Archive | September, 2007

Little Gasps of Joy

26 Sep

Anyone who knows me knows I love those square Fresh Ink cards. One that I have tucked away for future use has a drawing of a little hamster and a photo of a ferris wheel and says “If I had a talking hamster, on his birthday I’d take the little guy to the carnival to see the Big Wheel. Upon seeing it, he’d be speechless, simply letting out little gasps of joy.”

I love that phrase “little gasps of joy.” Here are my little gasps this week: Continue reading


Bowling for Egyptians

22 Sep

Oh my friends, there are times in life where you wish you had a magic camera that would capture a certain experience and an atmosphere so you could keep it forever and share it with those you love. A camera that would take in not only the sights and sounds but the mood and surrealness of such an experience. Thursday night I would have given anything for that magic camera, because, dear friends, I want to share with you the total mind-blowing experience that is…Egyptian bowling.

That’s right, bowling, that beloved ancient pasttime of sweaty middle-schoolers and women named LaVerne. Last night we went out with a few friends to a bowling alley here in Maadi. We figured it would be a relatively easy thing to do, it couldn’t be that different from bowling in America, right? Continue reading

Lights! Camera! Action?

16 Sep

Last week I got a call out of the blue to appear on Egyptian TV. I looked at my calendar, and it wasn’t April 1, and after a little checking I found out that it wasn’t Egyptian Fool’s Day either. (Speaking of holidays, the holy month of Ramadan did start last week…more on that in future posts.) The producer didn’t really tell me much about what I’d be doing. In fact, every time he called me it seemed like he was more interested in getting off the phone than anything. Maybe he’s practicing for Hollywood. He did mention something about “the aftermath of 9/11,” appropriate since it was the six-year anniversary since the attacks on New York and Washington. Other than the fact that I had no idea how they found me, no idea what I would be talking about, and no idea what the show would be like, it seemed like a great opportunity. I said yes, figuring that chances were good that I’d embarrass myself, but relatively slim that I’d do anything to spark an international incident, so that’s really a plus at the end of the day. Continue reading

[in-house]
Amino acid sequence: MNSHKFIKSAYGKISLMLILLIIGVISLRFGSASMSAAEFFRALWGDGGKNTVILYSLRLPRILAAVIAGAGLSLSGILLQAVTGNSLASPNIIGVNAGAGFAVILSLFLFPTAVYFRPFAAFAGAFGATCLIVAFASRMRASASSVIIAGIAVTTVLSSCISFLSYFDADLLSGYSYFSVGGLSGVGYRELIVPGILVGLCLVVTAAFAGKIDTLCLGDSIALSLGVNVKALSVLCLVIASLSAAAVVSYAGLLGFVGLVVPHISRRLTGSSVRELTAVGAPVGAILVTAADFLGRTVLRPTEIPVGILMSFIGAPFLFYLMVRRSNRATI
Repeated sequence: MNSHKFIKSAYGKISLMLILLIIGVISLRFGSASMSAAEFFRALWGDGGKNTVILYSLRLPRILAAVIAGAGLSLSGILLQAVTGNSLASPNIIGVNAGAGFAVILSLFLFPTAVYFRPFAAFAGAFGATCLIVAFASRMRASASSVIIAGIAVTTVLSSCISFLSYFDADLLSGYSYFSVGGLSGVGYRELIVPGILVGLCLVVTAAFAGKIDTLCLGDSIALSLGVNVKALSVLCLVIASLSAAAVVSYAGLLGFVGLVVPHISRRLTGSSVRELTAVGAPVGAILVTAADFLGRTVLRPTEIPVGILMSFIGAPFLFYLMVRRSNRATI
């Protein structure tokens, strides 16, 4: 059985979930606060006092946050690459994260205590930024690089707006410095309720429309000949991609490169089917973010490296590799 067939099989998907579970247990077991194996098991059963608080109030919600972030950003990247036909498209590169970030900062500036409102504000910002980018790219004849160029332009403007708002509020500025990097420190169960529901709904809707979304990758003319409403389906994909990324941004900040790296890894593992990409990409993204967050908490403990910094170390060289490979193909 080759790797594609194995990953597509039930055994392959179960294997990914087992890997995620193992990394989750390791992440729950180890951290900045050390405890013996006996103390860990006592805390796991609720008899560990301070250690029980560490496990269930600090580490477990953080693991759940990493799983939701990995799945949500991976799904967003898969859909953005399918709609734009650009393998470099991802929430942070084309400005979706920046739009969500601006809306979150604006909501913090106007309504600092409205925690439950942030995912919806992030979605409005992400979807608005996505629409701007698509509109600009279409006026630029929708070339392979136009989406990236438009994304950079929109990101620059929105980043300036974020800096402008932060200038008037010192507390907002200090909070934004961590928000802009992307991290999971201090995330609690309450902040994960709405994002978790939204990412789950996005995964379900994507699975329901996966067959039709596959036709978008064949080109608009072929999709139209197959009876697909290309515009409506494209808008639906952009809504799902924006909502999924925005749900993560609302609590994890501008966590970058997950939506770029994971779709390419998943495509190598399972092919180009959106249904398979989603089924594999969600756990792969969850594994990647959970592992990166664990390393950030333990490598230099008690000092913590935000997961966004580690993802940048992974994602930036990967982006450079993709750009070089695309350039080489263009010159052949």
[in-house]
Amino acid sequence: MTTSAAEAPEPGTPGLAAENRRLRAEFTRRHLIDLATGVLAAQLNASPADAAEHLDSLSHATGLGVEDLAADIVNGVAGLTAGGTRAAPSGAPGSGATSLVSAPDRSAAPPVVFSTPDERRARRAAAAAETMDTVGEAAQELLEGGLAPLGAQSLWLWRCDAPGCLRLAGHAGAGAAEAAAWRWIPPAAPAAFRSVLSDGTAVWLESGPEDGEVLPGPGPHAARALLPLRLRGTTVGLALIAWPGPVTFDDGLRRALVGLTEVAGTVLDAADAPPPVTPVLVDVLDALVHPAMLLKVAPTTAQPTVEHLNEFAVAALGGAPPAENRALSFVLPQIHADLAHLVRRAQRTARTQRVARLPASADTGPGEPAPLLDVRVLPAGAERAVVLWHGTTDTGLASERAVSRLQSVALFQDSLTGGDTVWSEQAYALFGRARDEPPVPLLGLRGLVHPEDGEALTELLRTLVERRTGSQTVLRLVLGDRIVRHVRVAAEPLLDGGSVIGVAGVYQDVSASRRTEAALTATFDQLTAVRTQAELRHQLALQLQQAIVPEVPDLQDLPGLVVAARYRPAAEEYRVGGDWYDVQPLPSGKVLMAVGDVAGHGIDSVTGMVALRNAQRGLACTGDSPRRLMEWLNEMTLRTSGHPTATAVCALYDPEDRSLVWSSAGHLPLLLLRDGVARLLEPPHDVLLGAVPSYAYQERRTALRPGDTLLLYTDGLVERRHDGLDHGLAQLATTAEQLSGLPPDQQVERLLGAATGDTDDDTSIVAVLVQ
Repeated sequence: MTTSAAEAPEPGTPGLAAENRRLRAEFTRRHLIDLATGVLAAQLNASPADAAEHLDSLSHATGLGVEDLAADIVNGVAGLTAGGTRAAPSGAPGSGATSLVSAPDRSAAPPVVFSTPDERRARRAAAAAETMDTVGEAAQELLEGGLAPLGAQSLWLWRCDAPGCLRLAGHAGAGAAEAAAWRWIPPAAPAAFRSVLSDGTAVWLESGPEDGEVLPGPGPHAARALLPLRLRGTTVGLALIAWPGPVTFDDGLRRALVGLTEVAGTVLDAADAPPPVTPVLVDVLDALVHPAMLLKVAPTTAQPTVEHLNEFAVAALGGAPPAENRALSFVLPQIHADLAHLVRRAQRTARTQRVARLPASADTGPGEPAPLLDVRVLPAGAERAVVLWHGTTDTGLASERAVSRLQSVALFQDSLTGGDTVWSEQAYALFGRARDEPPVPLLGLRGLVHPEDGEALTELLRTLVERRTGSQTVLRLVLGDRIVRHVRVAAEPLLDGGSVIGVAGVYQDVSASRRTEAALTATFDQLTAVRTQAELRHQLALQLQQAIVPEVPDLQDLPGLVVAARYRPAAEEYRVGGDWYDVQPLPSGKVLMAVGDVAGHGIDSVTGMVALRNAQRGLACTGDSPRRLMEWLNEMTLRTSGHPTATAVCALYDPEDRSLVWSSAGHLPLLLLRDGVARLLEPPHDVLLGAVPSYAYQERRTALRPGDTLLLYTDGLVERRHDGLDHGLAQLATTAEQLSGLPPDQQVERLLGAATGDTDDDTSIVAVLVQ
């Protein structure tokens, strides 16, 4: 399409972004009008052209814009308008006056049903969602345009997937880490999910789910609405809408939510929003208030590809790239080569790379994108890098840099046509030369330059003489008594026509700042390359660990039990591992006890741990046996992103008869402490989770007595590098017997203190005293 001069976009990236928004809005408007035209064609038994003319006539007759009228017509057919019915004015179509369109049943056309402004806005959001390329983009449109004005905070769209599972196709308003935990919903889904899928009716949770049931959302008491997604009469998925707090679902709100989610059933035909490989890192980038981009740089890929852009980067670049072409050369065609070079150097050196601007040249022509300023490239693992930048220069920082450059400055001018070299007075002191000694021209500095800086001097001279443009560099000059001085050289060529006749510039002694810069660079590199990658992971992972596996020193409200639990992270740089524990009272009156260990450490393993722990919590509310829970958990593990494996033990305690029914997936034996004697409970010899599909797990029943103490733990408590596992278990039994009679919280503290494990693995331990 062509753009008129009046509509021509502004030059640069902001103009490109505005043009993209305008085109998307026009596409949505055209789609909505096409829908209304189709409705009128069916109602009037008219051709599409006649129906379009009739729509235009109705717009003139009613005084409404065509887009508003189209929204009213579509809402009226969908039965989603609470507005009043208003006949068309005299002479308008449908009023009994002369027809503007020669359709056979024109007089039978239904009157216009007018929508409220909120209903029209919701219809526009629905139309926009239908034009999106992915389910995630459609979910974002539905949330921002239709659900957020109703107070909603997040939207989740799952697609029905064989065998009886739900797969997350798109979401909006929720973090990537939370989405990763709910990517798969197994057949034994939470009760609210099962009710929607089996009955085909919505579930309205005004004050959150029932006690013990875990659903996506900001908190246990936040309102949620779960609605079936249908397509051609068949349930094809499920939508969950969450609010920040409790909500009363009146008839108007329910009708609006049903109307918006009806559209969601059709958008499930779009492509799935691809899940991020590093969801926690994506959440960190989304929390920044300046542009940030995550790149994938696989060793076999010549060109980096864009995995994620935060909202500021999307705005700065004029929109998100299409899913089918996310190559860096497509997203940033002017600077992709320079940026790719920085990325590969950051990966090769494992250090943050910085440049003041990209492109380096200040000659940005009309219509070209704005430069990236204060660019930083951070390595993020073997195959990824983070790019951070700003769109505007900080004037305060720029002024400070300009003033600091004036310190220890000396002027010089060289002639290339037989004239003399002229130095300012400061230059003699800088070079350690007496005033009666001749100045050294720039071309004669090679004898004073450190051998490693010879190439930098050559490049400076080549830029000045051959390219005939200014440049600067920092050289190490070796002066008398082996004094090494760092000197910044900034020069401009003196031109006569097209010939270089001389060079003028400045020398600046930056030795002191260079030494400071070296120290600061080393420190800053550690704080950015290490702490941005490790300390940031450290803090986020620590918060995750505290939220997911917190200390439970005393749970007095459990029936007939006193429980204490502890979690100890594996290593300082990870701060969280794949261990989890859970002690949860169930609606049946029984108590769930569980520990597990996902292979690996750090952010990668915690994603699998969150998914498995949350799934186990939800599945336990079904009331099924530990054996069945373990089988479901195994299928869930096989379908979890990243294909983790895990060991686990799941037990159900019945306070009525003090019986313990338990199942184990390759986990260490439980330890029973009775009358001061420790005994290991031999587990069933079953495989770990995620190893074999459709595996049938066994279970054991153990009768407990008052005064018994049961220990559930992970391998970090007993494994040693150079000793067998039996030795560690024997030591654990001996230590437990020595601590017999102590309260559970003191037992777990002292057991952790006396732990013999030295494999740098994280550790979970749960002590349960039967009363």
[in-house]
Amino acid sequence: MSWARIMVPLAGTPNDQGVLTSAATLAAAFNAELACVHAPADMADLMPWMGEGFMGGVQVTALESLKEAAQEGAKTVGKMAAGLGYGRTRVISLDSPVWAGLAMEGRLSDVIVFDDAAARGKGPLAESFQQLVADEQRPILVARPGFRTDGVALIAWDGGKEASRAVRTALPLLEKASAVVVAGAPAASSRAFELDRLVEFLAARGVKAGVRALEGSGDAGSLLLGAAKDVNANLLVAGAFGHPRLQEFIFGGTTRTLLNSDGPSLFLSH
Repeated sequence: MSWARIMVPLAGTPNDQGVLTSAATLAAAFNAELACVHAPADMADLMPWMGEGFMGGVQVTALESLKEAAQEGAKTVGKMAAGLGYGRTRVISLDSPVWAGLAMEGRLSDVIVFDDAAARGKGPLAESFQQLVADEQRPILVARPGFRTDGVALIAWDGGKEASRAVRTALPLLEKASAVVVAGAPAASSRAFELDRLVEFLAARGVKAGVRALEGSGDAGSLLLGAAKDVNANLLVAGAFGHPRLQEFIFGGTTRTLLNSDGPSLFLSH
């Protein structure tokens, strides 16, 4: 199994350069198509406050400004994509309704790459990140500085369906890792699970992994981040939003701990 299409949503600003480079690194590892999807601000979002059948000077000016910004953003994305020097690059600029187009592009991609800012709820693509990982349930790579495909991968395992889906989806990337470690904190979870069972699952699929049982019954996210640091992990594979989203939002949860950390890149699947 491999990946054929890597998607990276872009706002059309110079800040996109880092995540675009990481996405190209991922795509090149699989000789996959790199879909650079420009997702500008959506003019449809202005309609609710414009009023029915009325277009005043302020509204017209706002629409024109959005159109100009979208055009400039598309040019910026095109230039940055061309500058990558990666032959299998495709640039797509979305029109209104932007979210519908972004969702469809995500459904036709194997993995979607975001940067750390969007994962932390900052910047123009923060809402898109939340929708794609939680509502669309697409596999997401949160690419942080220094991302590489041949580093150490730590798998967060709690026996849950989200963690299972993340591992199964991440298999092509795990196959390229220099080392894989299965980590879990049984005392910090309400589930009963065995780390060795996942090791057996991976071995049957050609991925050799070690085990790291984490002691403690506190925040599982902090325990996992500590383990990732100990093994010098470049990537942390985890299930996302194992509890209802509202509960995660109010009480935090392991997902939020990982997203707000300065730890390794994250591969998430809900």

Patrick Mason: Spokesman for America

13 Sep

**UPDATE: the time is 9pm Egyptian time, making it 4pm Eastern.**

Tonight at 11pm Egyptian time (6pm Eastern) Patrick will be featured on Nile TV, one of the major networks here, on a news program called Frontline. He’s been given very few details, but we know that they want him to talk about the aftermath of September 11. He’ll be on with an Egyptian who works with the UN. We’re hoping this isn’t some crazy setup where they try to sabotage him and make Americans look like idiots. Little do they know who they’re up against.

Apparently you can watch Nile TV here, but so far I’ve only been able to get it in Arabic.

The First Day of Class

11 Sep

Or, Feminism, have I failed thee? (I say no!)

Yesterday was my first day of school in a long time. Besides a photography class at ND, I haven’t taken college courses since graduating several years ago. AUC was kind enough to offer free courses for faculty spouses though, and seeing as how Egyptian students are paying the equivalent of $120,000 per year in tuition, I figured that was a pretty good deal. You know, free. Always good.

Getting into classes was an ordeal in and of itself and I almost gave up and resigned myself to a semester of thumb-twiddling. After days of yelling at Admissions, and them yelling back (seriously, everyone yells) I was able to convince them that yes, I was capable of taking college courses, however it was established that they were not capable of running their own office. The problem was they had lost my transcript, found it, sent it to a completely random office, told me I never turned it in, found it after I pointed out that it was sitting in a random office, then told me that I couldn’t take classes because I had not yet applied, despite the fact that my application was attached to my transcript, had been sent in a month before, and was already entered into the system. Once this was all squared away, I asked how long it would take before I could enroll in classes. The answer? Not until you’ve turned in your application. I. kid. you. not. Continue reading

Pyramid sighting!

9 Sep